dogs (including the skin), rats, garbage, and flour made from bones (those who
ate the flour died). Thirteen thousand French died of starvation. Paris did not
give up. They were by far too proud to surrender to a heretic king. That

September Paris was saved by the Duke of Parma who shipped food across the Sine
to the city. Henri revoked as winter drew near. In the summer of 1591 Henri was
reinforced with English troops. This brought up the spirits of Henri and the
rest of his army. In November, Henri’s troops besieged Rouen. Taking action to
the rumor that Parma was on his way to the rescue, Henri set off with 7000
calvary to stop him. On February 3, 1592, he unexpectedly met with the Spaniards
and had to hastily retreat after being injured in the leg by a bullet. He had to
be carried around in a litter for many days. Parma relieved Rouen in April.

However, he was trapped by Henri. When all seemed lost, Parma surprisingly
evacuated his troops over the Seine by night. That same year, Henri, convinced
by his followers, reconverted into Catholicism. As result, he was crowned and
accepted as king in Chartres Cathedral on February 25, 1594. Although he had
earned the loyalty of some Catholics by converting, there were still some who
disagreed with the monarchy. Among these was a young scholar named Jean Chastel.

Early 1595 he attacked Henri with a knife. In 1598, Henri began to take
procedure into ensuring peace at home. In this, he promoted peace by proclaiming
the Edict of Nantes, which was a decree giving partial religious freedom to the

Protestants. The Edict of Nantes promoted peace because it gave the Huguenots
equal rights to those of Catholics which discouraged rebellion. The Edict of

Nantes granted the Protestants the following: the right to build churches, the
right to hold services is specified villages, suburbs of and cities besides
episcopal and archiepiscopal cities, royal residences and within a five-mile
radius of Paris, the right for nobles to hold services in their homes, and the
right to hold official positions. The Huguenots were also granted four schools
to be Huguenot (Montauban, Montpellier, Sedan, and Saumur). In addition,

Protestant pastors were government paid, and 100 fortified cities were given to
the Huguenots for eight years. Unfortunately, the promised provisions were never
fully carried out. Henry IV was now fully accepted as king of France. He now had
to work at rebuilding his ruined kingdom. Henri’s first concern was to tame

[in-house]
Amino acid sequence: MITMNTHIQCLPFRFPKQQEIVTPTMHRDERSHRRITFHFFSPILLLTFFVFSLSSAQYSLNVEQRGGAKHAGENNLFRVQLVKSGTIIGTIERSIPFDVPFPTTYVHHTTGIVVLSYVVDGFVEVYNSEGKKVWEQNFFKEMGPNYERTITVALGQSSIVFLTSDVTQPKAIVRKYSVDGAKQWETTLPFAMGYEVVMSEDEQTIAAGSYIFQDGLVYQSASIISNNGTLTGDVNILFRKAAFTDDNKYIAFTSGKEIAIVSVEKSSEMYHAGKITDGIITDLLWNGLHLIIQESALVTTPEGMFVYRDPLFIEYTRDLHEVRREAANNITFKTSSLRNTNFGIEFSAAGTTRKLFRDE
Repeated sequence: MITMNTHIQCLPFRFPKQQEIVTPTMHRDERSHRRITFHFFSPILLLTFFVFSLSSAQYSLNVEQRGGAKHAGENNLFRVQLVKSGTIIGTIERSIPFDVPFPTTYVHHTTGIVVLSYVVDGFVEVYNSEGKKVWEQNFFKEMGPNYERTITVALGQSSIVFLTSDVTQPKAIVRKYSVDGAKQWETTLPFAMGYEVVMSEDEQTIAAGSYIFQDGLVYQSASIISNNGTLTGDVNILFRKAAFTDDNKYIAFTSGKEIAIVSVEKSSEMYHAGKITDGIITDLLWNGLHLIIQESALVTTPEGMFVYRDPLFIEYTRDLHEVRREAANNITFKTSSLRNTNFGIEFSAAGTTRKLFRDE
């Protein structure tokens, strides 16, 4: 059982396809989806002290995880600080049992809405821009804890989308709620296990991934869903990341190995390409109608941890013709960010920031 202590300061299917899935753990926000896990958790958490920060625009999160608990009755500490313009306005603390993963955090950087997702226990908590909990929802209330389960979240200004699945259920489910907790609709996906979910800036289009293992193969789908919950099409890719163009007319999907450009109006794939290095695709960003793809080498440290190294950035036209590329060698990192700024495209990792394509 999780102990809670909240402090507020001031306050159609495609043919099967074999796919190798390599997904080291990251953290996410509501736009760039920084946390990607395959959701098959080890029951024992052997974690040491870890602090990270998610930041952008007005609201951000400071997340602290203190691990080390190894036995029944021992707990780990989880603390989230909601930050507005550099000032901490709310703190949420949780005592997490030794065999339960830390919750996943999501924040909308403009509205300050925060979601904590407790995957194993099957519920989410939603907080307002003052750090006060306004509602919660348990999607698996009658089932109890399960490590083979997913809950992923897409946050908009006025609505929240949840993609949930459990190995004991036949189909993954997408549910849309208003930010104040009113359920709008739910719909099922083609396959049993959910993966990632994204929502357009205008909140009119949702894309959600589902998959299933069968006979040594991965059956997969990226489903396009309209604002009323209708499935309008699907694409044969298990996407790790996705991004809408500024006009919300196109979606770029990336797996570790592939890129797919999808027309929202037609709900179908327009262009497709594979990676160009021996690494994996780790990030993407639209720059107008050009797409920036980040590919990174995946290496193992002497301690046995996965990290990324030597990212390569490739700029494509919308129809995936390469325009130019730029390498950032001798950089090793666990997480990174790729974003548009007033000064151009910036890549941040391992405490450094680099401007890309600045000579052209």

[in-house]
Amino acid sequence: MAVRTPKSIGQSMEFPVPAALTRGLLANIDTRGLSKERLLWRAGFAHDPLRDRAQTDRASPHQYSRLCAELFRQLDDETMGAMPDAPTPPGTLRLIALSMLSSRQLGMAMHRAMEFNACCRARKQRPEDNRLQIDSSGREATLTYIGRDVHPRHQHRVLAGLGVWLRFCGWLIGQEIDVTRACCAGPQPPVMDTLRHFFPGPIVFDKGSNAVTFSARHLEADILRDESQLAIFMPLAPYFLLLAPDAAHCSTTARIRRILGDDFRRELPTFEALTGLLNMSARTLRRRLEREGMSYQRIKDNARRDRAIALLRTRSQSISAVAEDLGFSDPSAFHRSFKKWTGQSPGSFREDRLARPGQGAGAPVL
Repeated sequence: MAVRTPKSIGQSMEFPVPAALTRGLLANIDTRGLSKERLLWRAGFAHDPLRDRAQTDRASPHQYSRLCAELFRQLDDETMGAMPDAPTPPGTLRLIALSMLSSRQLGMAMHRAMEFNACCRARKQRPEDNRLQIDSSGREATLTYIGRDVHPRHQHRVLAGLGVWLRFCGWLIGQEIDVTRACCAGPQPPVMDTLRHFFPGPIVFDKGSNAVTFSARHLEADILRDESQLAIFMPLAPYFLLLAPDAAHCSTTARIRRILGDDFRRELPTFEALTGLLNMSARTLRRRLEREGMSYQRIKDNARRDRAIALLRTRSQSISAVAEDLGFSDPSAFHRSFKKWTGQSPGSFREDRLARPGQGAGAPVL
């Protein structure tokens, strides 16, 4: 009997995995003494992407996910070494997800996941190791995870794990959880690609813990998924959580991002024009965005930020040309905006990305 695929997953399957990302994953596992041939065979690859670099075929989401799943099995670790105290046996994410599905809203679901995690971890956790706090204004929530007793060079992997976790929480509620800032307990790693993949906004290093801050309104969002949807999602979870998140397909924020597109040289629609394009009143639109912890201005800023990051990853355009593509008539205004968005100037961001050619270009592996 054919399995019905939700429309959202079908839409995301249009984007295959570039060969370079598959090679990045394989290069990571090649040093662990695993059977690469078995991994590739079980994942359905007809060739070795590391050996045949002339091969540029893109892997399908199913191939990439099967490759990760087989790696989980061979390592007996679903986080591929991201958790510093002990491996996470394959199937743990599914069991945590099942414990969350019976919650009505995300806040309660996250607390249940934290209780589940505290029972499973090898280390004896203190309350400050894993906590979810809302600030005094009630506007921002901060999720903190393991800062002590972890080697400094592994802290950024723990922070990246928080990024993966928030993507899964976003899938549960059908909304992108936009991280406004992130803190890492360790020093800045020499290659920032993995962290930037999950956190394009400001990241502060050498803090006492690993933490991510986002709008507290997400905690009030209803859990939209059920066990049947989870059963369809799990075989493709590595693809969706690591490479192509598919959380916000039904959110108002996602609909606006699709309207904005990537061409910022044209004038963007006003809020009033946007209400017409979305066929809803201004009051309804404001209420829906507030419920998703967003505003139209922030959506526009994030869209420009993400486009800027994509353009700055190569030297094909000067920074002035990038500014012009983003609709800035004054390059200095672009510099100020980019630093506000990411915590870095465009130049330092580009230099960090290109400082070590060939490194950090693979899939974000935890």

the nobility. Then he paid off the national debt by redeeming mortgaged crown
revenues and increasing the yield from taxation. Next, he encouraged
agriculture, for he knew that it was where France prospered. By 1608, France was
exporting grain. Also, waterways and canals were dug, and roads were repaired.

In 1601 a Chamber of Commerce was founded, which encouraged horse breeding,
linen manufacture, ship building, glass blowing, etc. Mineral resources were
scientifically investigated, and Henry created the office of Grand Master of the

Mines. Meanwhile, a treaty was with Turkey was managed which obtained valuable
facilities in the Levant for French merchants, while there were commercial
treaties with England and the German Hansa. Henri had five children with Marie
de Medici. They were:Louis, Elisabeth, Christine, Gaston, and Henriette.

Although he divorced Queen Marguerite, she was still good company and his
children had become so close to he that they called her Aunt. By 1610 it seemed
that "everyone wanted to kill the king". Just so, an out of work
school master, Francois Ravaillac, dreamt that he had been summoned by God to
kill Henri. As Henri drove away in his carriage Ravaillac jumped up from the
road and stabbed the king to death with a broken fork. He was truly demented. In
conclusion, King Henri IV was one of the greatest rulers that French monarchy
ever saw. King Henri worked for the rights of the citizens. He took
responsibility and stood up for himself throughout his life. As Mme de Stael
wrote, "He was the most French of all French kings."